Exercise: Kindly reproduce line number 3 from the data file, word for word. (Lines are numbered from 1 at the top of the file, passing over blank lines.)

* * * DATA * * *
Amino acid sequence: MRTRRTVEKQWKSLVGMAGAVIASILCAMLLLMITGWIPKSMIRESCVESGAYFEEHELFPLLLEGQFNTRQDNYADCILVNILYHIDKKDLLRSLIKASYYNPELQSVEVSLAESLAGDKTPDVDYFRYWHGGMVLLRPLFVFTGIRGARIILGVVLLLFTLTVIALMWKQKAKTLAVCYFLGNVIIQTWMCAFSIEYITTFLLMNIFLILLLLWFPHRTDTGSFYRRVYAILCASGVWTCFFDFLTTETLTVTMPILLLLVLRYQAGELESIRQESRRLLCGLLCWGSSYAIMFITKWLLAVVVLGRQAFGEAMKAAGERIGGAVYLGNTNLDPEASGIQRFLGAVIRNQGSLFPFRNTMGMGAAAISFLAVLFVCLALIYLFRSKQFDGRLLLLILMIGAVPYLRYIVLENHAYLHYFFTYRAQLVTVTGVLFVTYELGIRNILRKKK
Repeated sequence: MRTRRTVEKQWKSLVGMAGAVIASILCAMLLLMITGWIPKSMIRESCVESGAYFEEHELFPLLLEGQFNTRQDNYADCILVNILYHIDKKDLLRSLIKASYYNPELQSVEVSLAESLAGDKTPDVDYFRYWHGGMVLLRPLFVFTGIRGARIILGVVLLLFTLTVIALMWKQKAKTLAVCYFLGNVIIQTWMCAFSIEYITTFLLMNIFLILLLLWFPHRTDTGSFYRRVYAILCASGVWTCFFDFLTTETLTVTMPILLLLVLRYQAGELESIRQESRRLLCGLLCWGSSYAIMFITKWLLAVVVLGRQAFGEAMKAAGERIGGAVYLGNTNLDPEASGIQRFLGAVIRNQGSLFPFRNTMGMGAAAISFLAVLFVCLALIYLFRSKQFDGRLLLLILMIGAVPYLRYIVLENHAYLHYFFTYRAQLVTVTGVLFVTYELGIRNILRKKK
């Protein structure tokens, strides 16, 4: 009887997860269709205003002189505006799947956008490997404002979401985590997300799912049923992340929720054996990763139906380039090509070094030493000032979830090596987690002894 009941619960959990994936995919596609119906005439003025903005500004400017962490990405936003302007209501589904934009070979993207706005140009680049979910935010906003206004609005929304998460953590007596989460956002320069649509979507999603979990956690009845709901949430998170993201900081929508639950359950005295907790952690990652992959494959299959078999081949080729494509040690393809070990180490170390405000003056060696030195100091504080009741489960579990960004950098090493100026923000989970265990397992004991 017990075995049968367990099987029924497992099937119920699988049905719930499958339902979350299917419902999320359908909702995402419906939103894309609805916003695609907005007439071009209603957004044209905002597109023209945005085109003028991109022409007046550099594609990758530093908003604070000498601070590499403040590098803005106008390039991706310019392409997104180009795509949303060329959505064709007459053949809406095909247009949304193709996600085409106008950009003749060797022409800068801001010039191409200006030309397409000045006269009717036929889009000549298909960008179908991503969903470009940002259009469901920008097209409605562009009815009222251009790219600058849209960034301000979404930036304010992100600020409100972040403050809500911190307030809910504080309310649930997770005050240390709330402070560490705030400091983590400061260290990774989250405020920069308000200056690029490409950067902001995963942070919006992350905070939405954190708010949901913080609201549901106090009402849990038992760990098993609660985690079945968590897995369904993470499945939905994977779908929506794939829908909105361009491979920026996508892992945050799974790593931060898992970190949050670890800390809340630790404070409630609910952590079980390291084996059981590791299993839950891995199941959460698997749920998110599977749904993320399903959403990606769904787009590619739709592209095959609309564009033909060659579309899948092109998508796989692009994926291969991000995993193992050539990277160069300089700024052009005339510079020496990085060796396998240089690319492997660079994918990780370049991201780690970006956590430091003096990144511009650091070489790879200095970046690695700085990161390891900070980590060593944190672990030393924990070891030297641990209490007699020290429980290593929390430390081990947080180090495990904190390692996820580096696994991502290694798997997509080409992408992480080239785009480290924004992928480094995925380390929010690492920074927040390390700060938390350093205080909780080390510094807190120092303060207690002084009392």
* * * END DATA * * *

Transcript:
């Protein structure tokens, strides 16, 4: 009887997860269709205003002189505006799947956008490997404002979401985590997300799912049923992340929720054996990763139906380039090509070094030493000032979830090596987690002894 009941619960959990994936995919596609119906005439003025903005500004400017962490990405936003302007209501589904934009070979993207706005140009680049979910935010906003206004609005929304998460953590007596989460956002320069649509979507999603979990956690009845709901949430998170993201900081929508639950359950005295907790952690990652992959494959299959078999081949080729494509040690393809070990180490170390405000003056060696030195100091504080009741489960579990960004950098090493100026923000989970265990397992004991 017990075995049968367990099987029924497992099937119920699988049905719930499958339902979350299917419902999320359908909702995402419906939103894309609805916003695609907005007439071009209603957004044209905002597109023209945005085109003028991109022409007046550099594609990758530093908003604070000498601070590499403040590098803005106008390039991706310019392409997104180009795509949303060329959505064709007459053949809406095909247009949304193709996600085409106008950009003749060797022409800068801001010039191409200006030309397409000045006269009717036929889009000549298909960008179908991503969903470009940002259009469901920008097209409605562009009815009222251009790219600058849209960034301000979404930036304010992100600020409100972040403050809500911190307030809910504080309310649930997770005050240390709330402070560490705030400091983590400061260290990774989250405020920069308000200056690029490409950067902001995963942070919006992350905070939405954190708010949901913080609201549901106090009402849990038992760990098993609660985690079945968590897995369904993470499945939905994977779908929506794939829908909105361009491979920026996508892992945050799974790593931060898992970190949050670890800390809340630790404070409630609910952590079980390291084996059981590791299993839950891995199941959460698997749920998110599977749904993320399903959403990606769904787009590619739709592209095959609309564009033909060659579309899948092109998508796989692009994926291969991000995993193992050539990277160069300089700024052009005339510079020496990085060796396998240089690319492997660079994918990780370049991201780690970006956590430091003096990144511009650091070489790879200095970046690695700085990161390891900070980590060593944190672990030393924990070891030297641990209490007699020290429980290593929390430390081990947080180090495990904190390692996820580096696994991502290694798997997509080409992408992480080239785009480290924004992928480094995925380390929010690492920074927040390390700060938390350093205080909780080390510094807190120092303060207690002084009392």